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Michael Williams

by Pawl Schwartz

Michael Williams is a person who has been many things to me. He has been a teacher, a friend, a counselor in times of mental duress, and an author that I have turned to since before I ever met the man, for escape and adventure when I needed it most. He knows how to write a page turner. How to build the hell out of worlds. The kind of author who is freed of constraints, as his treatment of the Dragonlance world in the acclaimed Weasel’s Luck proves. And he's one who can easily be expansive without losing the reader along the way. When living in Louisville, I thought of him as our own local Neil Gaiman (who, yes, will be mentioned in this interview). Michael William’s newest novel Vine: An Urban Myth, finds him about as far out as he has gone in terms of ideas, execution, and experimentation. The novel is set up with a Greek Chorus taking over like ethereal muses watching from afar, sometimes furthering the narrative, sometimes adding depth that has already been laid out. The basic tale reads like Monty Python and Tristram Shandy author Lawrence Sterne got in a fight over the mysterious rites of Bacchanalia in a time machine. An amateur theater director believes that these rites and Euripides' Bacchanalia will re-charge the city of Louisville, Kentucky and bring a new life to it. Well, it’s worth a try I suppose.

Michael Williams will be appearing at the 70th World Science Fiction Convention to sign his newest book and spread his infectious laughter from the Blackwyrm press booth from Aug 30-Sept 3rd. The event takes place at the Hyatt Regency Chicago, 151 East Wacker Drive, Chicago, IL 60601.

UR Chicago: What do you see the importance of myth being in modern times?

Michael Williams: For me, myth is still the best way to embrace meaning, or to create it if it isn’t there on its own. Myths are the stories about large things, about issues human and humane, about the big, unmanageable forces that shape our lives and sweep through our experience. I think meaning always emerges in story, but in myth particularly. Myth doesn’t hold with consensus, empirical reality: it finds its way through other truths; it is extended metaphor and calls attention to itself as metaphorical, not literal. Ours is too often a literalist time: we are a culture of fundamentalisms. We don’t listen to each other politically, culturally, or spiritually, because there’s only one way of looking at things, and by god, it’s ours. Myth may well be good medicine for that.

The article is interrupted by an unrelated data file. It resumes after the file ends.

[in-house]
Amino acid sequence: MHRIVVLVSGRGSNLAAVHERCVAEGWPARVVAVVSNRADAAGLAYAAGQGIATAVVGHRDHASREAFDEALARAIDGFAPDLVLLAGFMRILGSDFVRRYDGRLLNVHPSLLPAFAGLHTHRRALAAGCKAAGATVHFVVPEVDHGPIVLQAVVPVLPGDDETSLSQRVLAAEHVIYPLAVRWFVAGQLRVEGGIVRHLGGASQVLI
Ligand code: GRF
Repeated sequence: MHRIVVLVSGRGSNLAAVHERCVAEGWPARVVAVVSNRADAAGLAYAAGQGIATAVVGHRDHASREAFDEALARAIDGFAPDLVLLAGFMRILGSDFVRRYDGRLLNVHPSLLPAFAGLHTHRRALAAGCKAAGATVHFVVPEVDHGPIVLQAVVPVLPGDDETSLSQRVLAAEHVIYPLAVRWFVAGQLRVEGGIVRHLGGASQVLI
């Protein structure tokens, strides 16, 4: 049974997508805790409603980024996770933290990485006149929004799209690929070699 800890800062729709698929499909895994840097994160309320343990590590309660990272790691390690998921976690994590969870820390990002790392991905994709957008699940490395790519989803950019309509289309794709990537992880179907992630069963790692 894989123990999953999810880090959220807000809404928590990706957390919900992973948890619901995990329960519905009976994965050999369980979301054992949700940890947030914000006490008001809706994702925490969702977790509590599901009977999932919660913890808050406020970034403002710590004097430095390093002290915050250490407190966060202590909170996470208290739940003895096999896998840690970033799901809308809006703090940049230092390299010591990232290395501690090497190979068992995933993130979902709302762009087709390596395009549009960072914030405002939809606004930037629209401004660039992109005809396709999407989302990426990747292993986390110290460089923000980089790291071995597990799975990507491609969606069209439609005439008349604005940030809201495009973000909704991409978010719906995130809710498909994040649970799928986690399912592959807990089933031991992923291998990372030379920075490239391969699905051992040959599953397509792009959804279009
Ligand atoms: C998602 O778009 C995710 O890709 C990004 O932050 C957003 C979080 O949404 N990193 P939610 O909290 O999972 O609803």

UR: Do you think that common cultural myths in the public mind are typically controlled by outside forces, or do they find their own path and power to hold on? A combination?

MW: It’s both. I’m especially drawn to the urban legend because it largely emerges from everyday people and gathers “path and power” (to use your phrase) on its own legs. Unfortunately, the outside forces that have a say in common cultural myths are usually media and corporate redirection of the initial mythic impulse. Their idea is to tame the myth for lucre, to profit from it in a direct, material way, rather than to let it take its own course, to engage the public and the individual simultaneously, to allow us to grow and deepen, as individuals and as neighbors. Most good myths place us both personally and in community. That doesn’t mean it will be a self-help program. It’s usually much more demanding and violent than that.

UR: Speaking of myth, I'm sure you've heard that Neil Gaiman will be visiting the Sandman world again. How do you feel about this and the idea of 'returning' to a world you have previously written in?

MW: Like any return, it depends on why you go back. For some reason, I trust Gaiman’s integrity and vision, and I think he’ll head back there to discover more of the country he made. Too often, though, people go back because a publisher or producer demands a sequel. I imagine it’s hard to resist when someone says something like “We’ll give you big bucks to go back to Narnia, Mr. Lewis,” but if you’ve had your say in that setting, that venue, it’s a matter of principle not to go back. I think Gaiman has scruples, and will do just fine.